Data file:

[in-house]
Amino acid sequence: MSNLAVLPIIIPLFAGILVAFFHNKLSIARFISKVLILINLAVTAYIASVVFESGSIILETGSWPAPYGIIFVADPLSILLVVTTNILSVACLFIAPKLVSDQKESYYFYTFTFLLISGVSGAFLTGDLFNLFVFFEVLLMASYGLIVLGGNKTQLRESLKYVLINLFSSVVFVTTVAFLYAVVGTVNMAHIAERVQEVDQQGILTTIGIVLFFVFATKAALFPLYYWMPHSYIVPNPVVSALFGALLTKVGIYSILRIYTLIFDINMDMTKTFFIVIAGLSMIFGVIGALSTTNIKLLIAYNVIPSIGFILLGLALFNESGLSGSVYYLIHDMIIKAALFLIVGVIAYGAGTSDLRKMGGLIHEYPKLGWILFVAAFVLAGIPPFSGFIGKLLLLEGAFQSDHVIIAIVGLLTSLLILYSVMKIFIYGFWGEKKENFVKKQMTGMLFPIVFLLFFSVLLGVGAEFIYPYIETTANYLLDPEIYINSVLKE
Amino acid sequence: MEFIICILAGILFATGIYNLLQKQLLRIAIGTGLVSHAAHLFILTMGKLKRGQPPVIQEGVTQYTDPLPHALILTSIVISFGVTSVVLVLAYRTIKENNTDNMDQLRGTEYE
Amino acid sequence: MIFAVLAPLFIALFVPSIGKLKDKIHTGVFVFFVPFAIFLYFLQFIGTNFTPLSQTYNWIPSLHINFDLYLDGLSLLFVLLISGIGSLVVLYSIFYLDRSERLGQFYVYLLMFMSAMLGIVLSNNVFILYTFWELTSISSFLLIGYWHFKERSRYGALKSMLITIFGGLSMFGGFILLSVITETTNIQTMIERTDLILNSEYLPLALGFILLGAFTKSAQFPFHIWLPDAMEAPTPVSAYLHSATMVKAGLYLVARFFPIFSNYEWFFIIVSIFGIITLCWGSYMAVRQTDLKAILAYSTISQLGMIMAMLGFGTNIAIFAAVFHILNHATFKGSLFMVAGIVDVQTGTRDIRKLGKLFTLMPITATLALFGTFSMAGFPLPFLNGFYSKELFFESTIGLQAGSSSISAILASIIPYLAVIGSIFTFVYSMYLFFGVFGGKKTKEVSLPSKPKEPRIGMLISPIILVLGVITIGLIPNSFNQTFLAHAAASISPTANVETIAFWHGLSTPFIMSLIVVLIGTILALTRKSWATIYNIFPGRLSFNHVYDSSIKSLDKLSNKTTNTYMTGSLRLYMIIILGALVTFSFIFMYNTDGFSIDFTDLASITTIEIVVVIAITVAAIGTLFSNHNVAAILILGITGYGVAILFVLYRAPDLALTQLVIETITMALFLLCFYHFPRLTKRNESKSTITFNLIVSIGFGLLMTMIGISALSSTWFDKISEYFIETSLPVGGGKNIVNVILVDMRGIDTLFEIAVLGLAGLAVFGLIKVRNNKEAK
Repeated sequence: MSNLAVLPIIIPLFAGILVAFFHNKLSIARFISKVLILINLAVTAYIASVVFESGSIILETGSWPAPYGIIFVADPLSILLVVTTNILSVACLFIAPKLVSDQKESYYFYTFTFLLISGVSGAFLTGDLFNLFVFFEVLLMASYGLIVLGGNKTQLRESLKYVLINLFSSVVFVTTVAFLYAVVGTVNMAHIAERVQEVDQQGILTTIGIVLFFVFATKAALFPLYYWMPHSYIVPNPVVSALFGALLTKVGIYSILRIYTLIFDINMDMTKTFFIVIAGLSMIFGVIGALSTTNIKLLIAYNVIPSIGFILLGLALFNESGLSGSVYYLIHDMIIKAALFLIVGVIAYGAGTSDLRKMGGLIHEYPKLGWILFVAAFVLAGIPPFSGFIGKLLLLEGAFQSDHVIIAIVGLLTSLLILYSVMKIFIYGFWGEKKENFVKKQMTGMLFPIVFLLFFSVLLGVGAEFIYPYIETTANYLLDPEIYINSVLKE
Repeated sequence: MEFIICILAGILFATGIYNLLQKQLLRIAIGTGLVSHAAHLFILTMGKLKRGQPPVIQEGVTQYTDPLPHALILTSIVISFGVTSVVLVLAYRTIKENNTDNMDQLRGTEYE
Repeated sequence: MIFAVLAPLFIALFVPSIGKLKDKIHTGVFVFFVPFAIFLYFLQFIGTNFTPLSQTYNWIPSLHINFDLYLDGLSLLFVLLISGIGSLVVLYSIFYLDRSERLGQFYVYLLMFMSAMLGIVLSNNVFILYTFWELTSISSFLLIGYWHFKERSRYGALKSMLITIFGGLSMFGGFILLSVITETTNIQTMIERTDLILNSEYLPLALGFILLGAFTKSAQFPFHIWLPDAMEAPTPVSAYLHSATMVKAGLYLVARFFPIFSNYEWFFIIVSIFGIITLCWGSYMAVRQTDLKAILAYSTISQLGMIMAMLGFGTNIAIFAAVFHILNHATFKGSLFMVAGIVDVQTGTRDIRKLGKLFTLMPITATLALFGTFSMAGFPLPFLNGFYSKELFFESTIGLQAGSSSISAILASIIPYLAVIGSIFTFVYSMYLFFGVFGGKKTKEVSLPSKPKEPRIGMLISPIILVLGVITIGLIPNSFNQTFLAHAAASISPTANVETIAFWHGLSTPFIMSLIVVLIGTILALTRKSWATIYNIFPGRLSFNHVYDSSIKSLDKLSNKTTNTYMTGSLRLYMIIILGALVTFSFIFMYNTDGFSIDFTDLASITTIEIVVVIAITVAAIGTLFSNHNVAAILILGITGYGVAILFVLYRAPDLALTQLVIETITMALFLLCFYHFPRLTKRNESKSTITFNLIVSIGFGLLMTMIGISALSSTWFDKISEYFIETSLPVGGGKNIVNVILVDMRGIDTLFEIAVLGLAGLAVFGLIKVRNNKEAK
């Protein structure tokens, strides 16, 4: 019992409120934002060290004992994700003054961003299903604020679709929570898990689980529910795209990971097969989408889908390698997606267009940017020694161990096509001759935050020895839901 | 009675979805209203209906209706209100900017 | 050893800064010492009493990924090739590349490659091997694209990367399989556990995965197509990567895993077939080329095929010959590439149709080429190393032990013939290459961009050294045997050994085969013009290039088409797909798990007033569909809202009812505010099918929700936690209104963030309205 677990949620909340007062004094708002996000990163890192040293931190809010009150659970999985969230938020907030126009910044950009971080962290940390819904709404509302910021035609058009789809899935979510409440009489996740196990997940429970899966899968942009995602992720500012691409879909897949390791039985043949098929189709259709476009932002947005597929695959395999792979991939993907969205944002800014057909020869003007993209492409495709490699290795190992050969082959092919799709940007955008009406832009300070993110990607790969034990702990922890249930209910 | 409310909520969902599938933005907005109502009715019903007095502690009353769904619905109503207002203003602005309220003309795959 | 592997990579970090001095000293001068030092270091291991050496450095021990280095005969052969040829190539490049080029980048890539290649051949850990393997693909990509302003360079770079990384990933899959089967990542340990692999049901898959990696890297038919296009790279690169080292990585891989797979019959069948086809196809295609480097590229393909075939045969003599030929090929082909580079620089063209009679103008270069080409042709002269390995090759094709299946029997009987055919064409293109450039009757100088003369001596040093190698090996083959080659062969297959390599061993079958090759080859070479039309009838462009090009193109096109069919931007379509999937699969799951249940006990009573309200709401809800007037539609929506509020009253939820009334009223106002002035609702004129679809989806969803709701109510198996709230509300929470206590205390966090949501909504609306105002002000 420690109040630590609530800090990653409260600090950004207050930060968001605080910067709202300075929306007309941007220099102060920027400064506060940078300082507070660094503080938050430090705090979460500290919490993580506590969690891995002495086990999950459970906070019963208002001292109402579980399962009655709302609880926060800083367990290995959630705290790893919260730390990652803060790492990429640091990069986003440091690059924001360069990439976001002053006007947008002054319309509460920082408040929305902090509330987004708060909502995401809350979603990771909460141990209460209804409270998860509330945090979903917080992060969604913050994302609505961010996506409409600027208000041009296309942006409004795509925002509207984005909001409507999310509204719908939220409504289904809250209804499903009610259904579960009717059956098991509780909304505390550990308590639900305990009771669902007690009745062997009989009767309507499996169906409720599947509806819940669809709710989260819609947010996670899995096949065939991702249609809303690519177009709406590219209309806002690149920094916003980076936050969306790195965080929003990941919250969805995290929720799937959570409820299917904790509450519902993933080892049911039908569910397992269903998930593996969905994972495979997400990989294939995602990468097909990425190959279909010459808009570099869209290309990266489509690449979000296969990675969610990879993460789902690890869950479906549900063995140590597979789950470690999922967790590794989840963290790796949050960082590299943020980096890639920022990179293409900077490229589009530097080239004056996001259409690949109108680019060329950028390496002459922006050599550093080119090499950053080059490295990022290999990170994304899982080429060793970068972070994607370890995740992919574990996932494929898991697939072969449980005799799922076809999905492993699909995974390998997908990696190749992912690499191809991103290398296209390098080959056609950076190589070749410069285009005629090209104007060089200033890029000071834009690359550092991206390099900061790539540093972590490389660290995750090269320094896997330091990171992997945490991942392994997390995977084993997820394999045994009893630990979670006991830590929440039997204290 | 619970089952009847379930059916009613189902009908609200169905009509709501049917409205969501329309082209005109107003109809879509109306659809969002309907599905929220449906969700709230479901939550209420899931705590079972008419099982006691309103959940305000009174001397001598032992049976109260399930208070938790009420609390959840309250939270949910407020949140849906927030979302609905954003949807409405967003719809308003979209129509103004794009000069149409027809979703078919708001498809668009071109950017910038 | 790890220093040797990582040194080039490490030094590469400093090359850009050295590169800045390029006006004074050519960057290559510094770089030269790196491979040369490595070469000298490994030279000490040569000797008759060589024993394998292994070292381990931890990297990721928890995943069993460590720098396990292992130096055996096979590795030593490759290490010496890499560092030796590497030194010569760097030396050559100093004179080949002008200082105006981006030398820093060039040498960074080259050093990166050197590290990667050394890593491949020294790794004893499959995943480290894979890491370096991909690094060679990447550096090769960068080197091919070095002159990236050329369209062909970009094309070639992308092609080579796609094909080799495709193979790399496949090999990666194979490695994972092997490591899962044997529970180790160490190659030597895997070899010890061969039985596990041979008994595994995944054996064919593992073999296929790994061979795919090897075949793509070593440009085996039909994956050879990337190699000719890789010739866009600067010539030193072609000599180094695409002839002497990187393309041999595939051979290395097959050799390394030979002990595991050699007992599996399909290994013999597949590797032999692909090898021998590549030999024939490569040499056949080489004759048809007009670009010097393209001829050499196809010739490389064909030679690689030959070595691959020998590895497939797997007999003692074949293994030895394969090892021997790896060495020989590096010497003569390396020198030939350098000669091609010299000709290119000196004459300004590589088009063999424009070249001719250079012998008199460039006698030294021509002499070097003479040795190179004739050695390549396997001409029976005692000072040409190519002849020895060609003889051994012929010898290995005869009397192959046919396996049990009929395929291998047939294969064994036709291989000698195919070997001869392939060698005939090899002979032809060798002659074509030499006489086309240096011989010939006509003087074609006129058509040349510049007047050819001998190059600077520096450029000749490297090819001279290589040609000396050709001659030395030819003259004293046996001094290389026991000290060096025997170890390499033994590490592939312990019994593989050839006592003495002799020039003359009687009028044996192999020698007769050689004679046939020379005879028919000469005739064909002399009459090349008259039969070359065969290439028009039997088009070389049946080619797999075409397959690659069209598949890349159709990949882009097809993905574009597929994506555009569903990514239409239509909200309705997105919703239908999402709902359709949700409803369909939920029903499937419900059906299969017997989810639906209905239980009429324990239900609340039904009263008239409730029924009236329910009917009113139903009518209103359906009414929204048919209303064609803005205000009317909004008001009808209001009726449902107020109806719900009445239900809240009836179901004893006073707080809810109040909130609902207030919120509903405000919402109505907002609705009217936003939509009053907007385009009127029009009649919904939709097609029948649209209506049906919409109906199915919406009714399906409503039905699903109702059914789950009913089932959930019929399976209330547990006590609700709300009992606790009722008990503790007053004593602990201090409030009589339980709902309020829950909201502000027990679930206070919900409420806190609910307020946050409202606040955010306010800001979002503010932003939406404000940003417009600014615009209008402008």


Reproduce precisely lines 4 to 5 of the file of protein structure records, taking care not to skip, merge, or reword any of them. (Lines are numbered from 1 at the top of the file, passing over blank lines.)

Amino acid sequence: MIFAVLAPLFIALFVPSIGKLKDKIHTGVFVFFVPFAIFLYFLQFIGTNFTPLSQTYNWIPSLHINFDLYLDGLSLLFVLLISGIGSLVVLYSIFYLDRSERLGQFYVYLLMFMSAMLGIVLSNNVFILYTFWELTSISSFLLIGYWHFKERSRYGALKSMLITIFGGLSMFGGFILLSVITETTNIQTMIERTDLILNSEYLPLALGFILLGAFTKSAQFPFHIWLPDAMEAPTPVSAYLHSATMVKAGLYLVARFFPIFSNYEWFFIIVSIFGIITLCWGSYMAVRQTDLKAILAYSTISQLGMIMAMLGFGTNIAIFAAVFHILNHATFKGSLFMVAGIVDVQTGTRDIRKLGKLFTLMPITATLALFGTFSMAGFPLPFLNGFYSKELFFESTIGLQAGSSSISAILASIIPYLAVIGSIFTFVYSMYLFFGVFGGKKTKEVSLPSKPKEPRIGMLISPIILVLGVITIGLIPNSFNQTFLAHAAASISPTANVETIAFWHGLSTPFIMSLIVVLIGTILALTRKSWATIYNIFPGRLSFNHVYDSSIKSLDKLSNKTTNTYMTGSLRLYMIIILGALVTFSFIFMYNTDGFSIDFTDLASITTIEIVVVIAITVAAIGTLFSNHNVAAILILGITGYGVAILFVLYRAPDLALTQLVIETITMALFLLCFYHFPRLTKRNESKSTITFNLIVSIGFGLLMTMIGISALSSTWFDKISEYFIETSLPVGGGKNIVNVILVDMRGIDTLFEIAVLGLAGLAVFGLIKVRNNKEAK
Repeated sequence: MSNLAVLPIIIPLFAGILVAFFHNKLSIARFISKVLILINLAVTAYIASVVFESGSIILETGSWPAPYGIIFVADPLSILLVVTTNILSVACLFIAPKLVSDQKESYYFYTFTFLLISGVSGAFLTGDLFNLFVFFEVLLMASYGLIVLGGNKTQLRESLKYVLINLFSSVVFVTTVAFLYAVVGTVNMAHIAERVQEVDQQGILTTIGIVLFFVFATKAALFPLYYWMPHSYIVPNPVVSALFGALLTKVGIYSILRIYTLIFDINMDMTKTFFIVIAGLSMIFGVIGALSTTNIKLLIAYNVIPSIGFILLGLALFNESGLSGSVYYLIHDMIIKAALFLIVGVIAYGAGTSDLRKMGGLIHEYPKLGWILFVAAFVLAGIPPFSGFIGKLLLLEGAFQSDHVIIAIVGLLTSLLILYSVMKIFIYGFWGEKKENFVKKQMTGMLFPIVFLLFFSVLLGVGAEFIYPYIETTANYLLDPEIYINSVLKE